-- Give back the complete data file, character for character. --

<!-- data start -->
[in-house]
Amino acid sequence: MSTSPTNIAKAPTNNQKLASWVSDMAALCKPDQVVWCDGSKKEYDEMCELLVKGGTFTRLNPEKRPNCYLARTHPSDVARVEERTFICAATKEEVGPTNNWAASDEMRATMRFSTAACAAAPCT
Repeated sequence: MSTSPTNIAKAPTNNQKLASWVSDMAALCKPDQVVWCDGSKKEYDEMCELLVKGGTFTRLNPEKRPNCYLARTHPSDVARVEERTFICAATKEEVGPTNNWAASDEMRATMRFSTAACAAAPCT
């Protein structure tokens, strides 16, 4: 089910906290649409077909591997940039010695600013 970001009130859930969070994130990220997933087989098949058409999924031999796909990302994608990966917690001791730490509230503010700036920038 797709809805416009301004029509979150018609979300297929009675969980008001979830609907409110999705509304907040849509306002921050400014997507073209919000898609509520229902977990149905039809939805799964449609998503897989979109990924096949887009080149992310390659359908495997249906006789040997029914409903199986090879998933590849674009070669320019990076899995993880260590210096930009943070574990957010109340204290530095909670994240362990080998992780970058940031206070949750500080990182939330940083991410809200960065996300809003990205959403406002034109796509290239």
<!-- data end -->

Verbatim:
[in-house]
Amino acid sequence: MSTSPTNIAKAPTNNQKLASWVSDMAALCKPDQVVWCDGSKKEYDEMCELLVKGGTFTRLNPEKRPNCYLARTHPSDVARVEERTFICAATKEEVGPTNNWAASDEMRATMRFSTAACAAAPCT
Repeated sequence: MSTSPTNIAKAPTNNQKLASWVSDMAALCKPDQVVWCDGSKKEYDEMCELLVKGGTFTRLNPEKRPNCYLARTHPSDVARVEERTFICAATKEEVGPTNNWAASDEMRATMRFSTAACAAAPCT
């Protein structure tokens, strides 16, 4: 089910906290649409077909591997940039010695600013 970001009130859930969070994130990220997933087989098949058409999924031999796909990302994608990966917690001791730490509230503010700036920038 797709809805416009301004029509979150018609979300297929009675969980008001979830609907409110999705509304907040849509306002921050400014997507073209919000898609509520229902977990149905039809939805799964449609998503897989979109990924096949887009080149992310390659359908495997249906006789040997029914409903199986090879998933590849674009070669320019990076899995993880260590210096930009943070574990957010109340204290530095909670994240362990080998992780970058940031206070949750500080990182939330940083991410809200960065996300809003990205959403406002034109796509290239």